State’s Attorney General Urged To Probe OC Police Incidents

OCEAN CITY — Over three months after two incidents on the Boardwalk involving alleged police brutality, a coalition of African-American leaders on Tuesday held a press conference at City Hall seeking an independent investigation.

The Caucus of African-American Leaders (CAAL) held the conference on Tuesday after the arrests of four African-American men in June. During those separate incidents, Ocean City police officers arrested multiple suspects after they allegedly failed to comply with orders to stop vaping on the Boardwalk in violation of the town’s smoking ordinance. In one instance caught on a cell phone video, one of the suspects is seen being kneed repeatedly by an officer. In another instance, a suspect is seen being tased by a police officer.

The videos went viral on social media and prompted state and local African-American leaders to call for an investigation. It’s important to note the videos only showed fractions of larger events on the Boardwalk that escalated when the individuals involved reportedly did not comply with officers’ orders.

Each of the individuals involved was arrested and charged with various offenses such as assault, disorderly conduct, resisting arrest, obstructing and hindering and failure to obey a lawful order, for example. At least one of the suspects was scheduled to appear for trial on Tuesday, which prompted the CAAL press conference, but the trial was postponed until November.

In July, the CAAL and state and local NAACP branches had a Freedom Bus tour across the Eastern Shore that ended with a stop in Ocean City. CAAL and NAACP leaders met with Mayor Rick Meehan to call for an independent investigation into the incidents. On Tuesday, the CAAL leadership returned to Ocean City to call on the Maryland Attorney General’s Office to conduct an independent investigation. CAAL leaders cited recently-passed state legislation requiring an independent investigation during cases of alleged police brutality.

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Carl Snowden of the CAAL said on Tuesday African-American leaders around the state would not sit still until an independent investigation into the June incidents was conducted.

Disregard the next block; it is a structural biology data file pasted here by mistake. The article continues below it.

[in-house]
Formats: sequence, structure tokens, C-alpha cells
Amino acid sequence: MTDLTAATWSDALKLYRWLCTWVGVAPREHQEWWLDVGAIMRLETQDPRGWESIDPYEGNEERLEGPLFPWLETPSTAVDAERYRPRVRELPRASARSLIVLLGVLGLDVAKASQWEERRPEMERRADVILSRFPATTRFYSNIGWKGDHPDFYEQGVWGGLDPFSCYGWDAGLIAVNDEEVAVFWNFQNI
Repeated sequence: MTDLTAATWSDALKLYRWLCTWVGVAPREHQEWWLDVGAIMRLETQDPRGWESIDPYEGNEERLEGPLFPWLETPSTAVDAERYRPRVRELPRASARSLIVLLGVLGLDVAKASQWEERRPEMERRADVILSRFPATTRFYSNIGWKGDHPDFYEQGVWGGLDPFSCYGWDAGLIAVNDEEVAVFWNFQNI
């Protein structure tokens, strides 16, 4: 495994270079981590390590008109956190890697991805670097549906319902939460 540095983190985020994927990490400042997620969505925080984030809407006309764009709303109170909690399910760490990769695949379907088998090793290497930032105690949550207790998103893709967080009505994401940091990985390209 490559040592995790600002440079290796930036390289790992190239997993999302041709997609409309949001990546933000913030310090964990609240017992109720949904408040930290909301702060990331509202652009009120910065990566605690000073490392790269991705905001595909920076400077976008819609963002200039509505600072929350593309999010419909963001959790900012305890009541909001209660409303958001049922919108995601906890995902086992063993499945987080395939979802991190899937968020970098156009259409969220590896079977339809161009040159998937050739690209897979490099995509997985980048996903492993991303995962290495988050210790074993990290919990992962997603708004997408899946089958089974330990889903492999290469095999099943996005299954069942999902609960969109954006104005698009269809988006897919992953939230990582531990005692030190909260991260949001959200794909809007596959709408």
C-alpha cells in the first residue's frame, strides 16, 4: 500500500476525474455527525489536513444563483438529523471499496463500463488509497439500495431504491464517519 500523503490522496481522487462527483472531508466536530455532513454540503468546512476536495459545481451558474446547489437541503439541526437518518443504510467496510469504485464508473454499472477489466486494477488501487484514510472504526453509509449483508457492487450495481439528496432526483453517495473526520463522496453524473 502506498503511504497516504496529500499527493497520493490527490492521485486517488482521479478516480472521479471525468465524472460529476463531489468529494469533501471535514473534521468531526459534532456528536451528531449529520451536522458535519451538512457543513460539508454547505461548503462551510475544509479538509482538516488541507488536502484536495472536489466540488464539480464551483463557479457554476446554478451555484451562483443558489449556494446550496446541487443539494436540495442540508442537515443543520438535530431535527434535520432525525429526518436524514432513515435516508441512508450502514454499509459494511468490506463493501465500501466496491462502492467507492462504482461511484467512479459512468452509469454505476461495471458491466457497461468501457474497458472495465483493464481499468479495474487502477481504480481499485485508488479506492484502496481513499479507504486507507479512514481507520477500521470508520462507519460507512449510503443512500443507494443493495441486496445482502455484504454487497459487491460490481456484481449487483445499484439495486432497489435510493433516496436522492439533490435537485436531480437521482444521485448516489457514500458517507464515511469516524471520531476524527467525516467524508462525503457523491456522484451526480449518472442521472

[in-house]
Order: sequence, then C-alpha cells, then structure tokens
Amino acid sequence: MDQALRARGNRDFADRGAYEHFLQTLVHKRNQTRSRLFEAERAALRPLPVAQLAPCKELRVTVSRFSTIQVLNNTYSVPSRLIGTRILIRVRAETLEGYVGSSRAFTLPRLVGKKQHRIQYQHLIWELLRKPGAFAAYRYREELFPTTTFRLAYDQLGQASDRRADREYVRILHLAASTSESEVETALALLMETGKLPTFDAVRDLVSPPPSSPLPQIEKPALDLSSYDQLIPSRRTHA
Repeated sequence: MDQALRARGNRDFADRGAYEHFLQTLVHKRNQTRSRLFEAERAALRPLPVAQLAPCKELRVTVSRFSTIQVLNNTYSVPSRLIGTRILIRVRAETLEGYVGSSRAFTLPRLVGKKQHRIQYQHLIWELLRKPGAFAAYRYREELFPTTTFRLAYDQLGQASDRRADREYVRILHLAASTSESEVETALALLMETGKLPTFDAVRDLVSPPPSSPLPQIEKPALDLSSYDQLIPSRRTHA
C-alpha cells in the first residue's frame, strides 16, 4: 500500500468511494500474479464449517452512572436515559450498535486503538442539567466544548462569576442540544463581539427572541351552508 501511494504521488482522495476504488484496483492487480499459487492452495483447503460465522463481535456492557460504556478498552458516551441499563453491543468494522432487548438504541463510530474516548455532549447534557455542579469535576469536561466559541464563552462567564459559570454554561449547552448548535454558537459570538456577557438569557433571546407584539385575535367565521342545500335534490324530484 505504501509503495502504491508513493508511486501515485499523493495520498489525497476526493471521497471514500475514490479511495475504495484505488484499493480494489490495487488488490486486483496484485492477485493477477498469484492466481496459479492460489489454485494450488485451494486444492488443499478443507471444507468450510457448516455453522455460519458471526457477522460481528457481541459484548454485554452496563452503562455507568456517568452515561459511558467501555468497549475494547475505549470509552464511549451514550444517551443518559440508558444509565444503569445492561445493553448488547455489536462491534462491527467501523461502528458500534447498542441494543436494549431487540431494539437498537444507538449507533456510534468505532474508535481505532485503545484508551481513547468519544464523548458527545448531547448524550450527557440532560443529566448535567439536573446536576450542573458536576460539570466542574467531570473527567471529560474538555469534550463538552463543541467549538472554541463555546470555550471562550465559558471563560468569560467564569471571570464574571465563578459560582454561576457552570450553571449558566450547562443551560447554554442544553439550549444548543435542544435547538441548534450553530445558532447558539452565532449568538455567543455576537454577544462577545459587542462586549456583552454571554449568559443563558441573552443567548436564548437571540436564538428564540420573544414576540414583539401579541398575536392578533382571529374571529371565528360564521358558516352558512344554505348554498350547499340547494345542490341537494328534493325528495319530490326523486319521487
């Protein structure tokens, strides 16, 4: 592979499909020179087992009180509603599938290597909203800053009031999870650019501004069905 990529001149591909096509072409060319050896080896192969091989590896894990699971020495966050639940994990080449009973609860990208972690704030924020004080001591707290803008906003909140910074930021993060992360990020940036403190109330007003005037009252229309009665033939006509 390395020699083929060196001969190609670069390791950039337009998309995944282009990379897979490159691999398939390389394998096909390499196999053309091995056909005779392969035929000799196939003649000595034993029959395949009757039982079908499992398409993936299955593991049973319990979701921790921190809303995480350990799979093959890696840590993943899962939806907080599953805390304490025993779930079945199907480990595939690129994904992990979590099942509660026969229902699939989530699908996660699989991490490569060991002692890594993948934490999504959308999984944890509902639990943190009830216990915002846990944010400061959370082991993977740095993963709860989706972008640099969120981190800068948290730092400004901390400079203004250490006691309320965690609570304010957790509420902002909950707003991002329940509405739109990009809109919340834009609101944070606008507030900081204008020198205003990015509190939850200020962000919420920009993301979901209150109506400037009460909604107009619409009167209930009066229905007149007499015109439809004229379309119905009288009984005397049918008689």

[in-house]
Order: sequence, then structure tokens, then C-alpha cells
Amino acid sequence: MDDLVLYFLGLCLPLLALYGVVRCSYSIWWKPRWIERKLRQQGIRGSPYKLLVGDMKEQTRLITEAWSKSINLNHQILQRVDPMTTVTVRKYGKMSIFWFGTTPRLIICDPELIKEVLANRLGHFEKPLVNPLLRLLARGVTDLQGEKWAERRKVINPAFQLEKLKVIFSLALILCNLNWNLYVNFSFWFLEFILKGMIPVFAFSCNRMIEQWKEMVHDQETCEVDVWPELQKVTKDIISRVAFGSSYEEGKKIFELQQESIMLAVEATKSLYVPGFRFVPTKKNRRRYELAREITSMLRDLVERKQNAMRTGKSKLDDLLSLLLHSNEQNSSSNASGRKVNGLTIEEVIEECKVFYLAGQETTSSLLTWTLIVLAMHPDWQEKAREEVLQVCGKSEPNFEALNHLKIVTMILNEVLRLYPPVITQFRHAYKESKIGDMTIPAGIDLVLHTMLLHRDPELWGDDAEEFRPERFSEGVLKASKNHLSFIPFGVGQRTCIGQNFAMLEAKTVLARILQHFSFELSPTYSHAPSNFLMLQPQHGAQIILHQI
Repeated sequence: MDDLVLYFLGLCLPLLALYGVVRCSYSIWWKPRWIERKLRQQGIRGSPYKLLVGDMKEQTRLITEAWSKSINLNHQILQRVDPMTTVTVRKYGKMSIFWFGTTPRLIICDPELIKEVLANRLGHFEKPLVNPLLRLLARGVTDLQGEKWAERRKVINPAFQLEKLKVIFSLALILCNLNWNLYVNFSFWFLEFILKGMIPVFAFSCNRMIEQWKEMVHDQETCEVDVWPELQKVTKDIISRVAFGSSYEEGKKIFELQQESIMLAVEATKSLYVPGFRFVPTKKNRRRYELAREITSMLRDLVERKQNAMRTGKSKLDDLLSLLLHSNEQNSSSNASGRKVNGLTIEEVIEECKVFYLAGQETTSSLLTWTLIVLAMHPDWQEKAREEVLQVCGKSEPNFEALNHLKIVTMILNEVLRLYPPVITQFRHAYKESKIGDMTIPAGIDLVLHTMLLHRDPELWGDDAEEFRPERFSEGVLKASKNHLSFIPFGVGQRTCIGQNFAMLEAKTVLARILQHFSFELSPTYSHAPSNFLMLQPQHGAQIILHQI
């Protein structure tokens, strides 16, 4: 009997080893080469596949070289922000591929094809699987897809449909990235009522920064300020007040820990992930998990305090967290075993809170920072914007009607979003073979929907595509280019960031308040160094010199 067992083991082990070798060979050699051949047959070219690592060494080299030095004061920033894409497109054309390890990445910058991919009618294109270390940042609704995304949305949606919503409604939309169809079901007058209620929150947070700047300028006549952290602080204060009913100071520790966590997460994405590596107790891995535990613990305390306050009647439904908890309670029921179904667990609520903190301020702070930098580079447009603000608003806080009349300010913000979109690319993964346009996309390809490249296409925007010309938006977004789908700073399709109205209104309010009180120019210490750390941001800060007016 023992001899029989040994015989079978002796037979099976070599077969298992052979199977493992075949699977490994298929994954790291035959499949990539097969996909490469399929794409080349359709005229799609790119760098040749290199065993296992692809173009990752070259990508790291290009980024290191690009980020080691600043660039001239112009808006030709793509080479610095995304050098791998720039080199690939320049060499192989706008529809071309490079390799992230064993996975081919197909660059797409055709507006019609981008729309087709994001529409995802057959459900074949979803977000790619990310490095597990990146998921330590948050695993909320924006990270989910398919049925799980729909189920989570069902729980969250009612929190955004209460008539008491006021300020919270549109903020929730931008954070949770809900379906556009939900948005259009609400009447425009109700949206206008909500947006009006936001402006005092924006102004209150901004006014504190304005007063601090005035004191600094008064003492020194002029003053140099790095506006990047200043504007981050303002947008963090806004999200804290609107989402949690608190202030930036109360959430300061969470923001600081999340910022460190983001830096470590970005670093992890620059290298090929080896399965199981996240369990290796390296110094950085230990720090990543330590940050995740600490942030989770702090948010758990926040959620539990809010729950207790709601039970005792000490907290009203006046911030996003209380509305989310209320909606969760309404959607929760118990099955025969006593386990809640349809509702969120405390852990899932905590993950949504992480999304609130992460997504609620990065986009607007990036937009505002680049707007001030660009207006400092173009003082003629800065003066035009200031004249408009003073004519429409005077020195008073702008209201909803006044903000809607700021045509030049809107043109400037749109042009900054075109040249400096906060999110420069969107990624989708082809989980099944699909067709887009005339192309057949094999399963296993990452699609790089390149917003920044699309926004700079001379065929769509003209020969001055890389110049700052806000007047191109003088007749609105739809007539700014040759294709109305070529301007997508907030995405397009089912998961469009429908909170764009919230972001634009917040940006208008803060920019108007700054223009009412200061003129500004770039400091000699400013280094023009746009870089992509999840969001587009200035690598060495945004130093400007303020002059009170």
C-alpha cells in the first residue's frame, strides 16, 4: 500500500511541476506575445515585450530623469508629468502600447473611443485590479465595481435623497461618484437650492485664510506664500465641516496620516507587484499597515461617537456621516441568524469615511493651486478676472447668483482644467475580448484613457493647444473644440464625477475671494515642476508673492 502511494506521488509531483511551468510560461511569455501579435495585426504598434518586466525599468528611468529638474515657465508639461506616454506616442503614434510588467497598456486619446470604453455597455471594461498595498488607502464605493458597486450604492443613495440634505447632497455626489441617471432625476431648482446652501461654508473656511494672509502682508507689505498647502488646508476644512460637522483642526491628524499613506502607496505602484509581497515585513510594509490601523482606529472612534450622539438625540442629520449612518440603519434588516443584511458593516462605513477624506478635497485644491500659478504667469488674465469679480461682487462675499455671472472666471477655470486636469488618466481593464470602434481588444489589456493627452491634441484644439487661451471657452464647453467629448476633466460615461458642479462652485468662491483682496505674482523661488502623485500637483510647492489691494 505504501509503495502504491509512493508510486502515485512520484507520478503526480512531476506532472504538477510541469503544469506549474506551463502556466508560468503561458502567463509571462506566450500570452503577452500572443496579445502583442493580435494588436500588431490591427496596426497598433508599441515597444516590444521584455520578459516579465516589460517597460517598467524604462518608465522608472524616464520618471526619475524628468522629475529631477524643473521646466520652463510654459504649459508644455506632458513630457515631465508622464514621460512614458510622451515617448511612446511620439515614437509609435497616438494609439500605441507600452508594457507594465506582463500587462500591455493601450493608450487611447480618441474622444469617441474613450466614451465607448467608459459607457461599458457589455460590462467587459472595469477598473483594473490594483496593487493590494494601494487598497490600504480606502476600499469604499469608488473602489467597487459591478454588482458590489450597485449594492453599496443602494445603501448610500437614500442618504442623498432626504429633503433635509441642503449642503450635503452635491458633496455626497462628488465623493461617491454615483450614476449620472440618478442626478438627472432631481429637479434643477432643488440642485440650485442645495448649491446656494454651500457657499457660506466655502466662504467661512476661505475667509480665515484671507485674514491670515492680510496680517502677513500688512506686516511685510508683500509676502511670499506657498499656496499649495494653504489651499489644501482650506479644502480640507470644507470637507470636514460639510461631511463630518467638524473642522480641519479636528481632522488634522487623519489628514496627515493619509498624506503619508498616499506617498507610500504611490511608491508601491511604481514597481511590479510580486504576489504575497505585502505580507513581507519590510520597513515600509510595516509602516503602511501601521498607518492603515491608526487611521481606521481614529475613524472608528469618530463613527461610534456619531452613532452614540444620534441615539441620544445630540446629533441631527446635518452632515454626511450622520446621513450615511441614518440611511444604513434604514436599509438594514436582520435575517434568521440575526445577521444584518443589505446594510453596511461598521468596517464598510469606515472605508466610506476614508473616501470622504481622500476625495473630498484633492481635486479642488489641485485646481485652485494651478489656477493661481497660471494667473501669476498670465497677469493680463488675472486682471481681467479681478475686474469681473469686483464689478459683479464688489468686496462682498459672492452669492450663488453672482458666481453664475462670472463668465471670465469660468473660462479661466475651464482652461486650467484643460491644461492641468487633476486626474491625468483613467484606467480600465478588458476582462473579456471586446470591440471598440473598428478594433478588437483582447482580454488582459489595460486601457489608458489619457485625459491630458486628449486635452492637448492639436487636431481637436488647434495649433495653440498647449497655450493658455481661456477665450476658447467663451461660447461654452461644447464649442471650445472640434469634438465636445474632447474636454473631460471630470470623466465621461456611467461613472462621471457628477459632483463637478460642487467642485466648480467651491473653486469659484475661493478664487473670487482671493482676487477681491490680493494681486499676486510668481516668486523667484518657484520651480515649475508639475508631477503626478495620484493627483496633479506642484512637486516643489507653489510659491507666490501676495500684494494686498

“Our goal is pretty simple,” he said. “We just want to make sure justice is served. It’s a simple proposition. If you touch one of us unjustly, you will have to deal with all of us. If you attack a hornet’s nest, you will deal with all of the hornets.”

Salisbury University NAACP Chapter President Dorien Rogers said the time was now to address not only the Ocean City incidents, but all examples of alleged systemic racism.

“We’re matching our actions to our words,” he said. “We not just fighting for these incidents. We’re fighting for all instances of injustice.”

Snowden pointed out one of the OCPD officers involved in the incidents is married to the Worcester County State’s Attorney.

“We met with the mayor and the police chief,” he said. “One of the officers involved is married to the Worcester County State’s Attorney. We’re calling on the Maryland Attorney General to conduct an independent investigation. The mayor decided not to have an independent investigation. Generally speaking, when an officer is involved, there is an independent investigation.”

Larry Diggs of the Harford County NAACP chapter promised aggressive action if the organization’s demands were not met.

“Our mission is to address and hopefully eradicate systemic racism,” he said. “We cannot continue with this. We’re going to be aggressive. The journey of 1,000 miles starts right here.”

For his part, Snowden said the African-American leadership is not claiming the young men involved in the incident were not absent of blame, but merely the level of force allegedly used did not match their actions.

“Police brutality has to stop,” he said. “What happened on the Boardwalk in June is unacceptable. We don’t claim any young man did anything right or wrong, but what happened to them was unacceptable.”

Rogers said the coalition is simply seeking just and accountability, not just for the incidents in Ocean City, but for all instances of alleged injustice.

“If you see something unjust going and you don’t do anything, you must be comfortable with it,” he said. “That’s why we’re taking action. There was no accountability here. What can we do to bring accountability to our community?”

In advance of Tuesday’s press conference, Snowden implied the city and its police department were under the impression the June incidents would blow over in time.

“If elected officials believed that by doing nothing and saying nothing, that this matter would blow over, they are in for a rude awakening,” Snowden said.

Ocean City officials did not attend the press conference on Tuesday, but were aware of the issues raised by the coalition, according to Communications and Marketing Director Jessica Waters.

“We are aware of the requests by the CAAL,” she said. “We have met with statewide representatives and have listened to their concerns. We continue to work with local representatives of the NAACP from Worcester, Wicomico and Somerset County to work together and move forward.”

About The Author: Shawn Soper

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Shawn Soper has been with The Dispatch since 2000. He began as a staff writer covering various local government beats and general stories. His current positions include managing editor and sports editor. Growing up in Baltimore before moving to Ocean City full time three decades ago, Soper graduated from Loch Raven High School in 1981 and from Towson University in 1985 with degrees in mass communications with a journalism concentration and history.